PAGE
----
David Ogilvy, CBE - Advertising Career Profile
A Brief History of an Advertising Legend.
There are several names in the industry that are synonymous with advertising. David Ogilvy is perhaps the most famous, and respected, of those names. Often referred to as “The Father of Advertising” he left behind him a legacy of astounding work, powerful agencies and several books that have become must reads for anyone who even thinks about getting into the ad business.
An Englishman Born and Bred
Born in West Horsley, England, on June 23rd, 1911, David Mackenzie Ogilvy came from a family of moderate means. Although he attended both Fettes College, Edinburgh, and Christ Church, Oxford, he did so under scholarships. His father’s business suffered greatly during the depression, and David had to find his own way to support his educational career.
Failed Graduate, Chef, and Door-to-Door Salesman
Advertising career paths in the thirties and forties are not the same as they are today. Many successful ad people started out on very different paths, and David Ogilvy was one of them. He never graduated from Christ Church and in 1931 he turned his back on England to become a chef at the Hotel Majestic, Paris. It lasted one year, with Ogilvy returning to Scotland to sell Aga stoves door-to-door.
Here, he wrote an instruction manual entitled “The Theory and Practice of Selling the AGA cooker” for the other salesman. Among the gems inside was this one: "The more prospects you talk to, the more sales you expose yourself to, the more orders you will get. But never mistake quantity of calls for quality of salesmanship."
Fortune Magazine called it the finest sales instruction manual ever written. This was a sign of greater things to come.
The Call of America
Ogilvy said goodbye to England in 1938 and emigrated to America, leaving a very mixed career behind him. He found work at George Gallup’s Audience Research Institute, and later claimed it was a major influence on his ability to think, and rely on accurate research. This would be the foundation for Ogilvy’s great success in the world of direct mail.
World War II, National Security and the Amish
Ogilvy’s skills with analysis, human behavior, consumerism, and nationalism attracted the Intelligence Service at the British Embassy in Washington. Here he made diplomacy and security recommendations "applying the Gallup technique to fields of secret intelligence.” Ogilvy’s suggested were employed with great success in Europe by Eisenhower’s Psychological Warfare Board.
After working in such intense, psychologically draining conditions, Ogilvy turned his back on research and bought a small farm in Lancaster County, PA. He lived among the Amish, leading a serene and peaceful existence for several years. But Manhattan was calling, and David Ogilvy was happy to answer it.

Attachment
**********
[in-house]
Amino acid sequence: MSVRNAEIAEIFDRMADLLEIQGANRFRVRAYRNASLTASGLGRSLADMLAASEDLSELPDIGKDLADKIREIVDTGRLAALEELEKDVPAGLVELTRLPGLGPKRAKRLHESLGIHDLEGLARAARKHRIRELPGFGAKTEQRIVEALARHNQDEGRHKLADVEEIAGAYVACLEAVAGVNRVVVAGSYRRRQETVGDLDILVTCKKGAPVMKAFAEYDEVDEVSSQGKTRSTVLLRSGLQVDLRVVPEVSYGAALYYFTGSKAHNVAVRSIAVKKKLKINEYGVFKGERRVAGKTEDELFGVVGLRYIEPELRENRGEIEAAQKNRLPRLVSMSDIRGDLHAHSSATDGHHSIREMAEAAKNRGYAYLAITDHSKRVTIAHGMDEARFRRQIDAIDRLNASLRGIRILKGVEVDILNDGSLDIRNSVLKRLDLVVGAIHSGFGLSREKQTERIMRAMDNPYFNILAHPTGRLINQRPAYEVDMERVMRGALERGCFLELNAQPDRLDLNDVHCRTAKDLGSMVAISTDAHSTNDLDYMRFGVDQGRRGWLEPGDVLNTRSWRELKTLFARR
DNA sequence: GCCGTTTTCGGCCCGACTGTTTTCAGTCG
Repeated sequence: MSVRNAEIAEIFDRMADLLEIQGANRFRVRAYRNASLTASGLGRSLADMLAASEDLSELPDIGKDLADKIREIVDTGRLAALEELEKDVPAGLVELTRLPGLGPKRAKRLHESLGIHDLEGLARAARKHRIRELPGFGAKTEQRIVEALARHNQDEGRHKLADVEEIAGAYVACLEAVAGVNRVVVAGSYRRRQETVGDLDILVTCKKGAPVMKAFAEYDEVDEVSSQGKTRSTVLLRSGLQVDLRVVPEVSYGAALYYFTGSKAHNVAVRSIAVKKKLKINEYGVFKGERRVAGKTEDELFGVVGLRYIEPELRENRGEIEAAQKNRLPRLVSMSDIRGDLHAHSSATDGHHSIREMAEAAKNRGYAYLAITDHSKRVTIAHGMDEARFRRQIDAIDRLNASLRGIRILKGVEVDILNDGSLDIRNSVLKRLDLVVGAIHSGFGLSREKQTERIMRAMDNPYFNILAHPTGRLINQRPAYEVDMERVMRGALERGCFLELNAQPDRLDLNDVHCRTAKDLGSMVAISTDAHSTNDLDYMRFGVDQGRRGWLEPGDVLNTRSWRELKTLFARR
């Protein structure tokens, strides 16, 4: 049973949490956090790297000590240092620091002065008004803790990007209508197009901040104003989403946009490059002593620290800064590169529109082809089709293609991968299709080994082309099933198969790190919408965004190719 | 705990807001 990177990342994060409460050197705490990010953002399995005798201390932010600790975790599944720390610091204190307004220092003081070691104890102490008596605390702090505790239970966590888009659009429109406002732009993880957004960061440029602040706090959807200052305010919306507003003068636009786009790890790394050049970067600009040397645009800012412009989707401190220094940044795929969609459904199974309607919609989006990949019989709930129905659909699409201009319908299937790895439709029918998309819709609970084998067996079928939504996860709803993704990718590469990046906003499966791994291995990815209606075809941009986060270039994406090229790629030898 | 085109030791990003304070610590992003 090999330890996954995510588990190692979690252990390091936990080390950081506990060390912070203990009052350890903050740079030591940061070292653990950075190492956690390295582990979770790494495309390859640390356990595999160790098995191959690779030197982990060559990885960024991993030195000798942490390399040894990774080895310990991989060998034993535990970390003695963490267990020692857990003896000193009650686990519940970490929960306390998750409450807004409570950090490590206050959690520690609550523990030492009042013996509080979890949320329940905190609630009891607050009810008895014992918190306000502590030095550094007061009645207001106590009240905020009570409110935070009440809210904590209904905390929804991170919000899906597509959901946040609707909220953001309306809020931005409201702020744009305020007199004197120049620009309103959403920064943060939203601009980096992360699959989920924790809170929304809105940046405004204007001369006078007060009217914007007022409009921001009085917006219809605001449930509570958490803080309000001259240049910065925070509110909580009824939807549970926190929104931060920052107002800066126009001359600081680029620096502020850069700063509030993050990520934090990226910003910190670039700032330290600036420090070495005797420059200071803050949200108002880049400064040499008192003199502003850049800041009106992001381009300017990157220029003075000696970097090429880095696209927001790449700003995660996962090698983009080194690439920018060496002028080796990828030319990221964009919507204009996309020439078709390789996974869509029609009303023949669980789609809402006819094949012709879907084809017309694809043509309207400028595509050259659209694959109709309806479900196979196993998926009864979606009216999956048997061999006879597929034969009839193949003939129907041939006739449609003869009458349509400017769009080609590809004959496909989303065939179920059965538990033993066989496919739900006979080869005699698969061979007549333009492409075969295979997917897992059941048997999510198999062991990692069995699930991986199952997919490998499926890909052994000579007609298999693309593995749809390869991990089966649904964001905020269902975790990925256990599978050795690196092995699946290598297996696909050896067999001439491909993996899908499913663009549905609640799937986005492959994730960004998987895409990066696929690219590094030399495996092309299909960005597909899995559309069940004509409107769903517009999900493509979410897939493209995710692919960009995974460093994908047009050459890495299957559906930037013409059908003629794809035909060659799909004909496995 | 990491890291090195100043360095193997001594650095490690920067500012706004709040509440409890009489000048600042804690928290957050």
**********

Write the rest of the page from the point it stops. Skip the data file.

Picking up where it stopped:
The Early Years of Ogilvy & Mather
In 1948, at the age of just 37, David Ogilvy founded his first agency. It was named Hewitt, Ogilvy, Benson & Mather, a company that would eventually become Ogilvy & Mather Worldwide. Of course, Ogilvy wasn’t in this alone. The company was established on the back of an already successful London agency named Mather & Crowther, which quite handily was being run by his older brother Francis.
What’s more astonishing about this start-up agency is that, at this point in his life, David Ogilvy had never written an advertisement. Not even an idea for an outline for an ad. Some would call this arrogance. Others, stupidity. But Ogilvy had a confidence about him that was backed by hard work, astuteness, and an irresistible charisma. He also had just $6000 in the bank. Not bad for an average joe’s savings account, but certainly not a fortune for an advertising agency in the heart of New York.
From these humble beginnings, Ogilvy would build an empire.
“It isn’t creative unless it sells.” – David Ogilvy
It’s one of the most quoted phrases in the advertising industry, especially now when so much work is more concerned with winning awards than selling product. But it was this ethos that made Ogilvy & Mather the worldwide success that it became.
Among some of the iconic campaigns that helped Ogilvy establish his agency as a player were:
- The Man in the Hathaway Shirt
- The Man from Schweppes is here
- The Rolls-Royce ad (At 60 miles an hour the loudest noise in this new Rolls-Royce comes from the electric clock)
- Pablo Casals is coming home – to Puerto Rico (Ogilvy’s proudest achievement)
- Only Dove is one-quarter moisturizing cream
The Dove campaign helped Dove become the best-selling soap in the United States. And this success created a snowball effect helped Ogilvy get notable clients such as Lever Brothers, General Foods, Shell, and American Express. These were the golden years for Ogilvy & Mather.
In and Out of Retirement
Having created an advertising empire, David Ogilvy stepped down as Chairman of Ogilvy & Mather in 1973, at the age of 62. He moved to Touffou, his luxurious estate in France, where he spent seven years enjoying the serenity of the countryside. But in the 1980s, Ogilvy came out of retirement to become chairman of Ogilvy & Mather, India.
Not content with that assignment, he spent a year as the temporary chairman at the Ogilvy & Mather, Germany, office, and would commute daily between Touffou, France, and Frankfurt, Germany. They are 902km apart. That’s 560 miles, or the distance between Manhattan and Cincinnati, Ohio. Not too bad for a man in his 70s.
In 1989 the Ogilvy Group was purchased by WPP. This made WPP, owned by Sir Martin Sorrell, the world’s largest marketing communications firm. David Ogilvy was named non-executive chairman, a position he held for three years.
David Ogilvy died on July 21, 1999 at his home in Touffou, France. He was 88 years old. He is still the most famous name in advertising, and many of his ads have stood the test of time. Truly one of the greats.